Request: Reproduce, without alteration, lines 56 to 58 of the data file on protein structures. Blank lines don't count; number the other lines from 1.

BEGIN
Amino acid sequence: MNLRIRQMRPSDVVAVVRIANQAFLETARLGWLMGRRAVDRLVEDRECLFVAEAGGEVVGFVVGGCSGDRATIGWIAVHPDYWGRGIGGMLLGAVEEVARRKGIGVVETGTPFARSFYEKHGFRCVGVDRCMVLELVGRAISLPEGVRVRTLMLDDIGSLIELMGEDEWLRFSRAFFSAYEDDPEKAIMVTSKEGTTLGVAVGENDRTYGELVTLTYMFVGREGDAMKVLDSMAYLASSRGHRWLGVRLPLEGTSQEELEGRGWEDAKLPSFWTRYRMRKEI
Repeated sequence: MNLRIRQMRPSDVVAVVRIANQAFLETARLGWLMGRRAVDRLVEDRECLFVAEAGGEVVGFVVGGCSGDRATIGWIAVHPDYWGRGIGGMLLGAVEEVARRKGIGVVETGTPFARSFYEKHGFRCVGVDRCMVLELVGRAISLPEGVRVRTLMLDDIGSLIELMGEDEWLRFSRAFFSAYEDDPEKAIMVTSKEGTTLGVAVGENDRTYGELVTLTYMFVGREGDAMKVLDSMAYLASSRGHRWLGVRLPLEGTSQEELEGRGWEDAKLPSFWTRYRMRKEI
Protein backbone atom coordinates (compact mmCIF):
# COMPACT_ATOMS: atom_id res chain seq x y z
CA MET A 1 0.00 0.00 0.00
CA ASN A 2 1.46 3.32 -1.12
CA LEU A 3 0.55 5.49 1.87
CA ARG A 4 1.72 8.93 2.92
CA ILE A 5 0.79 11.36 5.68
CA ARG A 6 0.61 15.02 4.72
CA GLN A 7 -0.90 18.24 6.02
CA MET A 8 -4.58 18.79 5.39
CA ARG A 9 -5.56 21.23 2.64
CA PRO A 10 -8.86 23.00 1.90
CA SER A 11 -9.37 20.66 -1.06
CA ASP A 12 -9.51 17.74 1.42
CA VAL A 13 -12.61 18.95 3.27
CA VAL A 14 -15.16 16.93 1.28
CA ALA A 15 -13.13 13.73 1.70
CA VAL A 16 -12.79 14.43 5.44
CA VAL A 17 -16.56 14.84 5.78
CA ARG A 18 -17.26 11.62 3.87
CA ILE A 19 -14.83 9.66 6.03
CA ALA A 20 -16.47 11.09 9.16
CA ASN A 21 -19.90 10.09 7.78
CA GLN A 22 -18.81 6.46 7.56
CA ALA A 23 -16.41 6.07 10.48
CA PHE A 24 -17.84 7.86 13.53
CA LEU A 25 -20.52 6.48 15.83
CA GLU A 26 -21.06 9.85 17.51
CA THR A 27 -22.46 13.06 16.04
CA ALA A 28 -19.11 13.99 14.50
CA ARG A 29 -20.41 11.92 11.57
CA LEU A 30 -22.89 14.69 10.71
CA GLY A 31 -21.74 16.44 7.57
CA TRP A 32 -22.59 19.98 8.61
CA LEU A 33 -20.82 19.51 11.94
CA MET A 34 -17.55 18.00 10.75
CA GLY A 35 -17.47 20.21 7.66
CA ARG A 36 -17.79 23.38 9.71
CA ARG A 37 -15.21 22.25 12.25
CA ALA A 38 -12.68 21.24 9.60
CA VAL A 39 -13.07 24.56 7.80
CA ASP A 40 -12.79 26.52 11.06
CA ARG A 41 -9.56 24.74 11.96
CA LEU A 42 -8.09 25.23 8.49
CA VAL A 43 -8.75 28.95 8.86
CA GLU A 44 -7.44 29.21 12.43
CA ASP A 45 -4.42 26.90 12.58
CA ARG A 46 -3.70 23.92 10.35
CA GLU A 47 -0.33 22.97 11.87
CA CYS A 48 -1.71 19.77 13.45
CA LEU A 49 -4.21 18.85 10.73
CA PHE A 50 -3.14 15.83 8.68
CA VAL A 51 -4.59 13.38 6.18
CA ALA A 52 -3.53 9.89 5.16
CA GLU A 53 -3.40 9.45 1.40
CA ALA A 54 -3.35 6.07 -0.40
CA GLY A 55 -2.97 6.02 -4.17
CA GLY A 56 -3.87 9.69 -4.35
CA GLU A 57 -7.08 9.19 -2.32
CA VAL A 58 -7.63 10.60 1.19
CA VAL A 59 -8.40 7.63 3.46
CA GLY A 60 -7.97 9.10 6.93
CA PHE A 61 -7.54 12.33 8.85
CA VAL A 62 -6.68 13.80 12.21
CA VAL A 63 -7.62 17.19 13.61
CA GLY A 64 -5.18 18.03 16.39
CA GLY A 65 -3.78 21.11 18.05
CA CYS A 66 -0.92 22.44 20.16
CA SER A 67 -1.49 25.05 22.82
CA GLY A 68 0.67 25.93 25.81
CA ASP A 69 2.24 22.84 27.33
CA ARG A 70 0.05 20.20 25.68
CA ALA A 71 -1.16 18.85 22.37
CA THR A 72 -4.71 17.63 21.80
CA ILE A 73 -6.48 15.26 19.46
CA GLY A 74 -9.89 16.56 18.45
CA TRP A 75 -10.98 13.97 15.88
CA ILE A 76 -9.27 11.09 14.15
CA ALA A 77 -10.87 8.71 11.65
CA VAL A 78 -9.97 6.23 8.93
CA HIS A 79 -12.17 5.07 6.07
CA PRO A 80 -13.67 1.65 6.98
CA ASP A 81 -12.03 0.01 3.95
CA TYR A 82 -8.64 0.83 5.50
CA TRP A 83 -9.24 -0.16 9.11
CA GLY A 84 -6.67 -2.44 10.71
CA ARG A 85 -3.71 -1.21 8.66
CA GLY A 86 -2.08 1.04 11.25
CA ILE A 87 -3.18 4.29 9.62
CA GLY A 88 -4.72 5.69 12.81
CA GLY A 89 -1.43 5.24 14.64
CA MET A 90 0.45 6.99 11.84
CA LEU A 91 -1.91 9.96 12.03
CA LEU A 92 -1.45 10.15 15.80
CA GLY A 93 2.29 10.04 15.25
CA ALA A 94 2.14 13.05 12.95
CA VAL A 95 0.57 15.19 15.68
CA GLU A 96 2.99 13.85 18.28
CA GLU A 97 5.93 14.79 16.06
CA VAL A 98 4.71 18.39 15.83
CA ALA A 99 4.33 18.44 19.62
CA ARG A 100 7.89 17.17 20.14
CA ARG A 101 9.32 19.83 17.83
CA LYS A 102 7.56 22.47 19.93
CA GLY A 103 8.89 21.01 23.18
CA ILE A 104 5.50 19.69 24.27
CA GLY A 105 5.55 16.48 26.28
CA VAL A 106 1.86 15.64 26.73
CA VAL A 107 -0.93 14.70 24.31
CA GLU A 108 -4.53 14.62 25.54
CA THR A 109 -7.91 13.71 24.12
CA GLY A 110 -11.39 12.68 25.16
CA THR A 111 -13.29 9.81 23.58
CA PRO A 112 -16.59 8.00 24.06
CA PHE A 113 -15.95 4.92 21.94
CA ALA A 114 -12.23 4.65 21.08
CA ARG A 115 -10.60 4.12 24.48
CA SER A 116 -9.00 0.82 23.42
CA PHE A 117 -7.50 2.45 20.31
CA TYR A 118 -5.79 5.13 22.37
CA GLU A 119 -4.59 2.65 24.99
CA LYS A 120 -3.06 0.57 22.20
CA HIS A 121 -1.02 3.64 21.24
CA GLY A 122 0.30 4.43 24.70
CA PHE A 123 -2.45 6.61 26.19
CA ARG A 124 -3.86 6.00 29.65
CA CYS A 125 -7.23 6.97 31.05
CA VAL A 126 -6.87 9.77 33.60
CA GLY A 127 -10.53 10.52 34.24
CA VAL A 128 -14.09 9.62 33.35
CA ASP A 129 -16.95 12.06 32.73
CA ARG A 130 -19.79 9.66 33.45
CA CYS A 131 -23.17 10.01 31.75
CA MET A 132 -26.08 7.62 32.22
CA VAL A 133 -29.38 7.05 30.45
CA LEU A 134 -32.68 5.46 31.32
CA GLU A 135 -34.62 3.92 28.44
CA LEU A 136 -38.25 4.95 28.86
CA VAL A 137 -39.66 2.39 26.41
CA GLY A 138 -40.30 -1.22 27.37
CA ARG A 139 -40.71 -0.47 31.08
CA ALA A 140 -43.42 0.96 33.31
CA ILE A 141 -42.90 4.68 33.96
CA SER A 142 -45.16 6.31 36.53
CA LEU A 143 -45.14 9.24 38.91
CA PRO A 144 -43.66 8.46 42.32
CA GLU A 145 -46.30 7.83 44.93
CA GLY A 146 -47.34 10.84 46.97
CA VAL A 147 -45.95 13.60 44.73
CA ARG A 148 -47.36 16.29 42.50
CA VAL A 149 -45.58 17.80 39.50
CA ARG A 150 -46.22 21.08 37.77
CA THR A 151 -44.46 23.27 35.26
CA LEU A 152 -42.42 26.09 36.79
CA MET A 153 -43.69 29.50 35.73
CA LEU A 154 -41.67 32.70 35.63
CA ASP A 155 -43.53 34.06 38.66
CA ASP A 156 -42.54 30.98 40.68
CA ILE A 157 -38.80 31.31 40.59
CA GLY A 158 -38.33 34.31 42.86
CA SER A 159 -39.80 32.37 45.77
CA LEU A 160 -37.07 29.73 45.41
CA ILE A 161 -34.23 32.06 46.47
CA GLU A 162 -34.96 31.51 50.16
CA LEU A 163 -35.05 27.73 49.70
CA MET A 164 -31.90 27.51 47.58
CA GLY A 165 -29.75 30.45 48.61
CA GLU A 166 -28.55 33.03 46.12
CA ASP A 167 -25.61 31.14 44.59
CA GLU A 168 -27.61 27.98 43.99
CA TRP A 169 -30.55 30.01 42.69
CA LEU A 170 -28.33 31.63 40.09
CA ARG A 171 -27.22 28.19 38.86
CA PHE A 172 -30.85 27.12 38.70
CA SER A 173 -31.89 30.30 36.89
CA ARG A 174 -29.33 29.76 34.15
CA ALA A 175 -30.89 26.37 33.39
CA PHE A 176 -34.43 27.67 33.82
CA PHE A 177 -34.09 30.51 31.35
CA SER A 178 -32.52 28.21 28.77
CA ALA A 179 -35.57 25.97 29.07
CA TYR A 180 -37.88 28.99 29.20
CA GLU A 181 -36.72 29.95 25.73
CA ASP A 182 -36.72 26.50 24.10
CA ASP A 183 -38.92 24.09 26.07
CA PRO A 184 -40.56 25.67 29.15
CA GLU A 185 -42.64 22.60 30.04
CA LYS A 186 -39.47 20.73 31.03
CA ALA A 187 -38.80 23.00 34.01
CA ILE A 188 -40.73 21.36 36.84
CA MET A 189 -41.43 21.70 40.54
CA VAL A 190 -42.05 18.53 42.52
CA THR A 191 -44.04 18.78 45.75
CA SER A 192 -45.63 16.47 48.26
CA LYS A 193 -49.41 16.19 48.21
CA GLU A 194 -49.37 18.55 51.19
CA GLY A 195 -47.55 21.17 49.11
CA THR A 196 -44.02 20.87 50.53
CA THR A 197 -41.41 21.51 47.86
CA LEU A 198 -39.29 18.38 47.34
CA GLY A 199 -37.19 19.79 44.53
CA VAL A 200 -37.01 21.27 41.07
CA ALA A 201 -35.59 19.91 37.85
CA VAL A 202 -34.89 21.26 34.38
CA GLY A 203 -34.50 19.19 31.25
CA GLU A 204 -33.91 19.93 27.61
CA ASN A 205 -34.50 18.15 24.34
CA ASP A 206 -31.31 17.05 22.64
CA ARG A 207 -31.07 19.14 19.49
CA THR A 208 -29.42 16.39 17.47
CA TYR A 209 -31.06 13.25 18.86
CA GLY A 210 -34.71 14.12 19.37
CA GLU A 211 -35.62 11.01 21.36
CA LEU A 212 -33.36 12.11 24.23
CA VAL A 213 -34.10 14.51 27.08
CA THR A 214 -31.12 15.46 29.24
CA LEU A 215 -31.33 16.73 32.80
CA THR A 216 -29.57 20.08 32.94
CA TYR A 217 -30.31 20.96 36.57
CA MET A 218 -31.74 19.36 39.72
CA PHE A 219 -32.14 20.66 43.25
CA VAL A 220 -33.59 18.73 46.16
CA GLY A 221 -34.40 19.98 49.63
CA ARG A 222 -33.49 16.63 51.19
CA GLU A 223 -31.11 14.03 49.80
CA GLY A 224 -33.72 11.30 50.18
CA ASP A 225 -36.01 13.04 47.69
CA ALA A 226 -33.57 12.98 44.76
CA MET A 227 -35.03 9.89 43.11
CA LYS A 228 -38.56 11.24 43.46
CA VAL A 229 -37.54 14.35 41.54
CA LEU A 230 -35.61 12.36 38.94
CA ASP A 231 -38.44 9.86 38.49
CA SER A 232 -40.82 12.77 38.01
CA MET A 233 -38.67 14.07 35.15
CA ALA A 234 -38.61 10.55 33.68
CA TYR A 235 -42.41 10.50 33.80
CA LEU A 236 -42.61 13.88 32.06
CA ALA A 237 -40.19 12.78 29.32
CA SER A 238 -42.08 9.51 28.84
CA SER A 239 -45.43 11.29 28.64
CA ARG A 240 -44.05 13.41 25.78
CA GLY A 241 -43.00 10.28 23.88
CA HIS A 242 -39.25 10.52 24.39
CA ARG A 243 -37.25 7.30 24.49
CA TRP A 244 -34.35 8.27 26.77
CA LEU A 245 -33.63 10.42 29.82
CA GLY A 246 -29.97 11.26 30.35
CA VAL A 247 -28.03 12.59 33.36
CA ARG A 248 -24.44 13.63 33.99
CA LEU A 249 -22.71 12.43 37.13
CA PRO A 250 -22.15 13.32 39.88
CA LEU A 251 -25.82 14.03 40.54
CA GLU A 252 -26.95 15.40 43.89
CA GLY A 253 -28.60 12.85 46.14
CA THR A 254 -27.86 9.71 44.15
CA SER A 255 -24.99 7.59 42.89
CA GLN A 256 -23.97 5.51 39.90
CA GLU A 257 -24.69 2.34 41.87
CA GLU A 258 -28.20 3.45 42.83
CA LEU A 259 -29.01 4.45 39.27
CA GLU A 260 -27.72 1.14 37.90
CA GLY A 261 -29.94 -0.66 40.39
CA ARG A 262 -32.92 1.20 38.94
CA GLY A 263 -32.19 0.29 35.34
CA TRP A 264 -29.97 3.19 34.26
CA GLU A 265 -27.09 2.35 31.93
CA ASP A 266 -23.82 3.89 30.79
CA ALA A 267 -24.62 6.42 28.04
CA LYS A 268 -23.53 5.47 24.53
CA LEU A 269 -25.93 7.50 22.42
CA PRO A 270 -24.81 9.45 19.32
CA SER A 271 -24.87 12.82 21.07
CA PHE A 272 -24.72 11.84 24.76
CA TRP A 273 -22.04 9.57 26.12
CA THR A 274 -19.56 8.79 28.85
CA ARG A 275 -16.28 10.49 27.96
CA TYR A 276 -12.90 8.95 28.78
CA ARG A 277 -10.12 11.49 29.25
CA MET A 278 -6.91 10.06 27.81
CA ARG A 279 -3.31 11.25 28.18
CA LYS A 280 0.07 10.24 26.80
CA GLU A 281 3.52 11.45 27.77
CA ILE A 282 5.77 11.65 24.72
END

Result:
CA ALA A 52 -3.53 9.89 5.16
CA GLU A 53 -3.40 9.45 1.40
CA ALA A 54 -3.35 6.07 -0.40